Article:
A TEDx event – featuring a lineup of all-female speakers – will take over Sneaky Big’s 4,000-square-foot studio in northern Scottsdale for TEDxScottsdaleWomen.
Kelly Sallaway is head organizer of the TEDx event, which takes place on Friday, Nov. 30, at 5:30 p.m. – the same weekend as TEDWomen 2018 in Palm Springs, California.
This was a strategic move on Sallaway’s part.
“I realized that this was just a really neat set that we could do at the same time in our own community,” Sallaway said.
The theme of both the national and Scottsdale event is “showing up” – and Sallaway saw that women did just that.
To start, women supported other women in a big way when the organizers announced its call for speakers.
“I started asking friends and every single one of the speakers that I got came recommended from another woman,” Sallaway said.
Krystle Delgado, a professional musician, pop singer and attorney, is one of 11 speakers chosen for TEDx.
“When Kelly called me and said it was an all-women lineup, I was like, ‘Hell, yeah!’” Delgado said. “It’s so up my alley as far as female empowerment, doing it yourself, not winning for anyone to make any kind of opportunity, whether you’re a business leader or musician, in my case.”
Delgado, who owns her own law firm representing musicians, artists, filmmakers and labels in multiple states, will discuss “keeping your dukes up.”
“What I’ve learned [as an independent artist and business owner] and those rules I’ll discuss during that process is applicable to any business owner, to anyone who’s trying to make it on their own,” Delgado said. “So when I say ‘dukes up,’ I mean the very literal keeping your arms, your dukes up and fighting for your dreams.”
Once speakers were chosen, each presented and practiced their talks to a room full of women that included organizers, volunteers, coaches and other speakers.
“It was fantastic because even not really knowing everybody in the room, getting critical feedback was very helpful and it’s for nothing else to help each speaker grow and to do a better job,” Delgado said.
Each speaker is given 10 minutes for their talk, and Sallaway and her team were very hands-on with the speakers leading up to the event.
“Putting your idea and putting it forward and memorizing it and being able to deliver it to people, we didn’t just leave that to them,” she said. “The speaker development takes a lot more time than people would think.”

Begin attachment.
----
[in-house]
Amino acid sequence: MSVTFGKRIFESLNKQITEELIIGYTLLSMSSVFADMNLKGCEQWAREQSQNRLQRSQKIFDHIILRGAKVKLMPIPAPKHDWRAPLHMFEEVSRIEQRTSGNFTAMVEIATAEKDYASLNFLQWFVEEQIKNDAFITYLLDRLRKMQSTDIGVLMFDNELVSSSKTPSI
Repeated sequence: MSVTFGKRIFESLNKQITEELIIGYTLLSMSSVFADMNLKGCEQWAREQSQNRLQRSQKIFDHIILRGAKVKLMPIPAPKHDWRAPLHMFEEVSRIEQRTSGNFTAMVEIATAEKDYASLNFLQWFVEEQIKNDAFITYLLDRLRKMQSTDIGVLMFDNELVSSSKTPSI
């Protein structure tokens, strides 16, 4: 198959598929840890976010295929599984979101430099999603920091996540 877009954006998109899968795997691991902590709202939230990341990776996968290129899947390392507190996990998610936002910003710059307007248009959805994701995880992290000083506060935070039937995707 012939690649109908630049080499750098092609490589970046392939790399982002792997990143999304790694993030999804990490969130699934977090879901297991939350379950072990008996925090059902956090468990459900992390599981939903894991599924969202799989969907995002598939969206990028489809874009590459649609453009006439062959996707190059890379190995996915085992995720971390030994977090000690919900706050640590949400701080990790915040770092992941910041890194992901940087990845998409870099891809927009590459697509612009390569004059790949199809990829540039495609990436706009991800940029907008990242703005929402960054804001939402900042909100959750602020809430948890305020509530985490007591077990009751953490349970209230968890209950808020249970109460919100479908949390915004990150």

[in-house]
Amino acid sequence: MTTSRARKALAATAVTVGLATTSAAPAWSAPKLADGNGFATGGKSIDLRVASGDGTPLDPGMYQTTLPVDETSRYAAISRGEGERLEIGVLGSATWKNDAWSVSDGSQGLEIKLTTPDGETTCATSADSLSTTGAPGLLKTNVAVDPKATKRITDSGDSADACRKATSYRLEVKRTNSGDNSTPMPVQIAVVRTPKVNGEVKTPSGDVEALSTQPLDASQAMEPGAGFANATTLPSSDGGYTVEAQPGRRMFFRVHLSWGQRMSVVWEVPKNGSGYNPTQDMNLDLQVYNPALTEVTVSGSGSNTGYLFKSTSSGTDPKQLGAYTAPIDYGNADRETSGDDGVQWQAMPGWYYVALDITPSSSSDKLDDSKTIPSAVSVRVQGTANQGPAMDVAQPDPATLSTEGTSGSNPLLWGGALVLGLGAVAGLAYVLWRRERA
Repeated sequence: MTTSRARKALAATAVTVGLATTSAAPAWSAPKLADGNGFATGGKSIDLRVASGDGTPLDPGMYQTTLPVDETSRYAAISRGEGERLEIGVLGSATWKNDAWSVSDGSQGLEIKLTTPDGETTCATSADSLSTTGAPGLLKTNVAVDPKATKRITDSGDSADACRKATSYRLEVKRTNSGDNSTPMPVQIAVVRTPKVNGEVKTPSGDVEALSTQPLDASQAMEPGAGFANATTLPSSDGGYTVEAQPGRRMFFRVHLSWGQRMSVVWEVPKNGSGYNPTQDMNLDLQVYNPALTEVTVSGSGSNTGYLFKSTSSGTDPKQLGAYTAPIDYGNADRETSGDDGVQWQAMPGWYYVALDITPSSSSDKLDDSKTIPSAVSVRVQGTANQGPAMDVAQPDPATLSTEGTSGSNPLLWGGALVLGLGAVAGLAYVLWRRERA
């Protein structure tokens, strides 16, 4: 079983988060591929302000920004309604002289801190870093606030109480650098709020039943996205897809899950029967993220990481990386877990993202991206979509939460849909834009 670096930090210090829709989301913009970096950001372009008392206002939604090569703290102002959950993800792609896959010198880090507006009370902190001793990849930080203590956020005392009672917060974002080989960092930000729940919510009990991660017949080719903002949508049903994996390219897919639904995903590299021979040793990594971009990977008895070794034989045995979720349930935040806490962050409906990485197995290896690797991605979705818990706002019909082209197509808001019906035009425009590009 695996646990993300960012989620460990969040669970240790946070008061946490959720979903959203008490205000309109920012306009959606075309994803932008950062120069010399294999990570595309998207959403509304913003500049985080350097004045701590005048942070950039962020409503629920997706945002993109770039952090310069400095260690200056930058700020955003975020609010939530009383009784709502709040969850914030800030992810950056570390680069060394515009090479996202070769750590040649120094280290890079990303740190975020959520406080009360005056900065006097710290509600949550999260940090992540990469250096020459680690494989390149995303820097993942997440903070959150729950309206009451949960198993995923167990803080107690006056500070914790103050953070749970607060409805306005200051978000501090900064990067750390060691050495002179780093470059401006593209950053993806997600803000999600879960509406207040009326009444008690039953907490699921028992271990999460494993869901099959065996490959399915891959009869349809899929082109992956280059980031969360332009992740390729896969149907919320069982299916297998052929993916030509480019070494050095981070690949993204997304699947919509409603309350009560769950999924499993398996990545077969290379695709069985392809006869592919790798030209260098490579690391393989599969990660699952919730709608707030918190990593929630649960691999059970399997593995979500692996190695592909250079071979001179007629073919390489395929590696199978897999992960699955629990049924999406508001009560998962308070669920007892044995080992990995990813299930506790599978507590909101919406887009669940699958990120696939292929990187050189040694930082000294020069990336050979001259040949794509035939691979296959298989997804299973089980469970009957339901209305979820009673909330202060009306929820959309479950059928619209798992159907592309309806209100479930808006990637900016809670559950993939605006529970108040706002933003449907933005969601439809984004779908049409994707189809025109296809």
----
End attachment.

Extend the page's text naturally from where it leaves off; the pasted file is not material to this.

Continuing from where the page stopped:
Curating a well-rounded lineup of speakers and ideas was important to Sallaway, who explained, “When you’re sharing ideas, you want a variety, and to get that variety, you want to put that out to people who maybe haven’t had a chance to share theirs before.”
The diverse speaker lineup includes an international speaker (Sharon Lechter), a professional mechanic (Bogi Leitner), a 14-year-old entrepreneur (Aleena Valdez) and an opera singer (Miriam Schildkret).
“Just reading the bios that are available on the website, it’s a very impressive lineup of women,” Delgado said.
One speaker Delgado is especially excited to watch is Sadhna Bokhiria, a professor and researcher who will focus on stand-up comedians and what can be learned from them.
“When I gave the trial run of my presentation, [Bokhiria] was just so lovely, and a couple of these women just gave me some really great feedback,” Delgado said.
It may sound like this TEDx event was a smooth process from start to finish, but Sallaway had her fair share of obstacles.
Sallaway’s two biggest challenges were time and money.
“You have to raise your own money, and everything in TED is 100 percent volunteer-based,” Sallaway said. “All of the people, all of the speakers, that are organizing are volunteers. Nobody’s getting paid. It’s like having another job.”
The planning paid off.
“We opened up sales in September, and by October, it was sold out,” Sallway said. “People were so excited about having a TEDx women’s event.”
“I’m really impressed at how much effort that everyone has put into this,” she added. “The organizers and the speakers really feel like we’ve all been in the trenches – because we’ve been working on this for a few months.”
While TEDx talks can take place anywhere – in spaces as small as coffee shops, even – Sallaway knew TEDxScottsdaleWomen needed to be bigger, flashier.
“It’s supposed to reflect your community, so our event is a little bigger and shinier than any of the ones I’ve ever seen,” she said.
Delgado hopes to inspire attendees with her talk.
“With my presentation, I’m just hoping that I can touch on the nerve of someone who is scared to make a decision in their life – and literally that night make that decision they’ve been scared to do,” Delgado said. “I hope it gives them courage, motivation they need to impact their own lives.”